The Week That Wasn't

The past week had the makings of a nice little vacation - nearly a full week’s worth, the possibility of wandering inland towards somewhere nice, green and warm, loads of books lined up, and a couple of extra gadgets to fool around with.

Guess what, it didn’t happen. First the kids got sick, then it escalated to pneumonia thanks to the utterly lousy weather, and finally my sinuses decided to join the fray and, despite a few hours spent coding late into the night (alternating with a few books that I’ll mention in a later post, as usual) I eventually had to give up and ride it out.

I ended up moping about the house all week minding the kids, the escalating siege to my sinuses and reading - on a Kindle by day and an Android tablet by night1.

When everyone’s better - all bouncy, perky and smiles, what do I end up doing? Clearing out old paper dossiers from the 90’s - rifling through whole chunks of dusty envelopes and sheets, scanning what little is worth saving and shredding the rest - just the thing to get my sinuses all riled up again and without any compunction to go on the warpath all by themselves.

Besides some newfound respect for the benefits of anti-histamines and massive doses of painkillers, there were other interesting takeaways:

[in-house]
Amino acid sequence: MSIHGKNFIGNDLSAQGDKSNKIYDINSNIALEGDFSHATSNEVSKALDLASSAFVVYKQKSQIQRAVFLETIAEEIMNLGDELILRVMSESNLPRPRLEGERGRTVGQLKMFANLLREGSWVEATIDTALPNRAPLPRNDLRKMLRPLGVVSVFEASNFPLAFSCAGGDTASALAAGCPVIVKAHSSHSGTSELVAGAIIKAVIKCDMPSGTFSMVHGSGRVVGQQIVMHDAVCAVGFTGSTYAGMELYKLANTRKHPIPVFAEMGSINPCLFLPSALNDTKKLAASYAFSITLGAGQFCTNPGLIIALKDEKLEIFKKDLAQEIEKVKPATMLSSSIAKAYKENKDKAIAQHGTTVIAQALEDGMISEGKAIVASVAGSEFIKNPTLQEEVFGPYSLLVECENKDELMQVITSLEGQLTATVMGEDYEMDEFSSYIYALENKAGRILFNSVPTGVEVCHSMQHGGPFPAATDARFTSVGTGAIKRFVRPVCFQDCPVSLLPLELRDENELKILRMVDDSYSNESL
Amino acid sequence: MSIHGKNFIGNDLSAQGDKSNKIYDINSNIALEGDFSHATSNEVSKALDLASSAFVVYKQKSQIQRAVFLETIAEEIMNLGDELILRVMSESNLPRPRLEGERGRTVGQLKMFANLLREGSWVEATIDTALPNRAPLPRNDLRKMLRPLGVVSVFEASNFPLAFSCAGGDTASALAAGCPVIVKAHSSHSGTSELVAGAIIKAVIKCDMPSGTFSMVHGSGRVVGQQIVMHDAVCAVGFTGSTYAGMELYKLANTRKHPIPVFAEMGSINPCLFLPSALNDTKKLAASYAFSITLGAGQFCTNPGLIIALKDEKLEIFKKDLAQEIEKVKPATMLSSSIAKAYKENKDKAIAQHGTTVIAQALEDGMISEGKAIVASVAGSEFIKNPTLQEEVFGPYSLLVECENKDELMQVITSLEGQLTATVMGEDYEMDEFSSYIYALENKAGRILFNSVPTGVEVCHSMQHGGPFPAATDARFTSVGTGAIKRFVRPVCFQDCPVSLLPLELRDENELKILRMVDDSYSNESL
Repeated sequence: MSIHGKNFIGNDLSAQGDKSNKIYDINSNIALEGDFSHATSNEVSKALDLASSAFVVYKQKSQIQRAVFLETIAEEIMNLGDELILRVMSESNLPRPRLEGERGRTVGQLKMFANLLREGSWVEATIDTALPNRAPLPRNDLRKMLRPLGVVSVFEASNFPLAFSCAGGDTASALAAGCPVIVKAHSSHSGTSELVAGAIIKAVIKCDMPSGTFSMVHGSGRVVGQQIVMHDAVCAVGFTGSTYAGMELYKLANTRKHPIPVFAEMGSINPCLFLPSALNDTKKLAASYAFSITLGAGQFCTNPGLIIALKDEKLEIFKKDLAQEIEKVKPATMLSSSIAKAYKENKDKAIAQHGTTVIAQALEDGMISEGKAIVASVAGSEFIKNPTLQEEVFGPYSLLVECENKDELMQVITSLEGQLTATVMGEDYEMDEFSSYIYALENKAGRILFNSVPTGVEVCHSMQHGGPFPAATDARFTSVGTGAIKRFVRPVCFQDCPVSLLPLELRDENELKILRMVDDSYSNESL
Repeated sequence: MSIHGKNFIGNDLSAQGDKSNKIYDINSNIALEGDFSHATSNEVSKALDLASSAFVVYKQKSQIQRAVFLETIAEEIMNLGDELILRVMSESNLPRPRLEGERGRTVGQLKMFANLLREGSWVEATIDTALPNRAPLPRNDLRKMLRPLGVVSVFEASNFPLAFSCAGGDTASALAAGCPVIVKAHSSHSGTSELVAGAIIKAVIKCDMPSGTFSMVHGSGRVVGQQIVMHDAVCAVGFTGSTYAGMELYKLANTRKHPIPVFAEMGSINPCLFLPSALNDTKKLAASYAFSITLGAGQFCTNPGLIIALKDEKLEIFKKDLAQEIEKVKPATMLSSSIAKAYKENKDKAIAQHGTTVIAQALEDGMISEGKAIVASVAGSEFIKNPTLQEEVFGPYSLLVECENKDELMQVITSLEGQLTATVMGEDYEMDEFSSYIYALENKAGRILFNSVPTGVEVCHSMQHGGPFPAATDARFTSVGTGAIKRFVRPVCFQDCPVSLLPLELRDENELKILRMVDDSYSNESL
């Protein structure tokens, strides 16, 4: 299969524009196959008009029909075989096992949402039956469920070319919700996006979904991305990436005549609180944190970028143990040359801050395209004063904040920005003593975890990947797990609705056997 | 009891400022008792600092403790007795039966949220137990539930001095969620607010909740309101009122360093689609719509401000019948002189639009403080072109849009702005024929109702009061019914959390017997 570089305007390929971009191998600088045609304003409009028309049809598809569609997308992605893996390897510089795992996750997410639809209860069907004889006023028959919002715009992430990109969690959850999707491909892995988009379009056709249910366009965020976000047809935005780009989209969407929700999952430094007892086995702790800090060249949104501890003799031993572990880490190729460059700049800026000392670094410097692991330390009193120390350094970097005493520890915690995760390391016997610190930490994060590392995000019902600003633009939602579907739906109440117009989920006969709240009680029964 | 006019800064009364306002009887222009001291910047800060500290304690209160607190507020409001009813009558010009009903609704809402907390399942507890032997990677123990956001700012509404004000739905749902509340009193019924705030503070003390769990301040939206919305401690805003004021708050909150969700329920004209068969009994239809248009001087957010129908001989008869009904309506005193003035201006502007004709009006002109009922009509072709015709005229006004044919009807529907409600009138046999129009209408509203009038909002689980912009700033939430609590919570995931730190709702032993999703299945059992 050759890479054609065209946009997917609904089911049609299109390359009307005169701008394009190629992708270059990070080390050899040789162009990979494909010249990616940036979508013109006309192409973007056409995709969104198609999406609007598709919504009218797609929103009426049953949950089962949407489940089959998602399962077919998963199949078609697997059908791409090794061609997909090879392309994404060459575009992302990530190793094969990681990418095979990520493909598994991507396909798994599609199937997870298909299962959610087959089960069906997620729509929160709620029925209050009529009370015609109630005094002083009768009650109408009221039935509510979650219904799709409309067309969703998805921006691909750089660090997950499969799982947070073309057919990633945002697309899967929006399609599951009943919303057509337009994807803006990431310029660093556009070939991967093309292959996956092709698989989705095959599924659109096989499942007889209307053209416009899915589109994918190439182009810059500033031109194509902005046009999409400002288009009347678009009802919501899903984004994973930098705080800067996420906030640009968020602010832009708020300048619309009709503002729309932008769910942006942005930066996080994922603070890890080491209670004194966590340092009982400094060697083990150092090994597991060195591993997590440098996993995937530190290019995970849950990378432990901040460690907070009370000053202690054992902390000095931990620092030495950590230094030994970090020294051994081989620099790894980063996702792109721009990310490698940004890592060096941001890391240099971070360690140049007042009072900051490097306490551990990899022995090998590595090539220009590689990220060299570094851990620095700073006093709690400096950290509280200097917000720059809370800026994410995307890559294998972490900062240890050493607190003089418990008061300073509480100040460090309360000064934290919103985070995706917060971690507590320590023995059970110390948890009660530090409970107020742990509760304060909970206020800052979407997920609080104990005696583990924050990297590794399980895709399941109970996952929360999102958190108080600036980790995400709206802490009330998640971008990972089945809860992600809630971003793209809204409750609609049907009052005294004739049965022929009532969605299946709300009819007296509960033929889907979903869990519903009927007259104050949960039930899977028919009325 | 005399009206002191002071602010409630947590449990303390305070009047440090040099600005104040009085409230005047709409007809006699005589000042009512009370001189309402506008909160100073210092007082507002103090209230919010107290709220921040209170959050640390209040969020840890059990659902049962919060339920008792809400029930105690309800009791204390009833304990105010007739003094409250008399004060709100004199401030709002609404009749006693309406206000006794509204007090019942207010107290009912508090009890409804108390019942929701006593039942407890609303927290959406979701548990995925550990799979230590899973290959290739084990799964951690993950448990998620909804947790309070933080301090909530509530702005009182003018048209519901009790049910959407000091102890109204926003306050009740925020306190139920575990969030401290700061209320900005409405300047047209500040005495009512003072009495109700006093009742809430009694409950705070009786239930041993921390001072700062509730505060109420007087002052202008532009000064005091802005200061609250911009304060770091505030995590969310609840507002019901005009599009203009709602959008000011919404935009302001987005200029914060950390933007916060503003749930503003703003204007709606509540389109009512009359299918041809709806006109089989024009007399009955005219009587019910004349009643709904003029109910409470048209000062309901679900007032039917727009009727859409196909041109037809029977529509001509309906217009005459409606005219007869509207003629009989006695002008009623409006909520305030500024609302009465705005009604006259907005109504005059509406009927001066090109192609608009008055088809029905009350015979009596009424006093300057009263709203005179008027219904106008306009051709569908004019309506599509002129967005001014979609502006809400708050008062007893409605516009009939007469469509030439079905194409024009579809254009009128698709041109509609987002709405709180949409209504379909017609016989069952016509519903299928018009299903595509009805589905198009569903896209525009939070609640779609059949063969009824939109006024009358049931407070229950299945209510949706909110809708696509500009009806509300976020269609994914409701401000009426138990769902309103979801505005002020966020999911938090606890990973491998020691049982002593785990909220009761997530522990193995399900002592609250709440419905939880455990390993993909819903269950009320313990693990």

Scan And Be Merry

First off our cheap HP OfficeJet 4500, despite lacking native AirPrint support, turns out to work pretty well as a network scanner.

HP’s mediocrity prevents them from supporting it natively under iOS (what little support it effectively had in the past was wiped out from their iOS apps when they invented the stupefyingly idiotic ePrint service), but I’ve already scanned in some 300 pages or so using nothing but my iPod Touch and a VNC connection to my elderly mini server2 to run Preview.

Merging and collating them on my iPad (again via VNC) was surprisingly easy, and all that’s left now is indexing and OCRing the lot, for which I’m considering a few alternatives (Evernote would ordinarily do, but I see no point in cramming all of this aged, noisy data into an app I use for research and archiving of contemporary content, not fossils).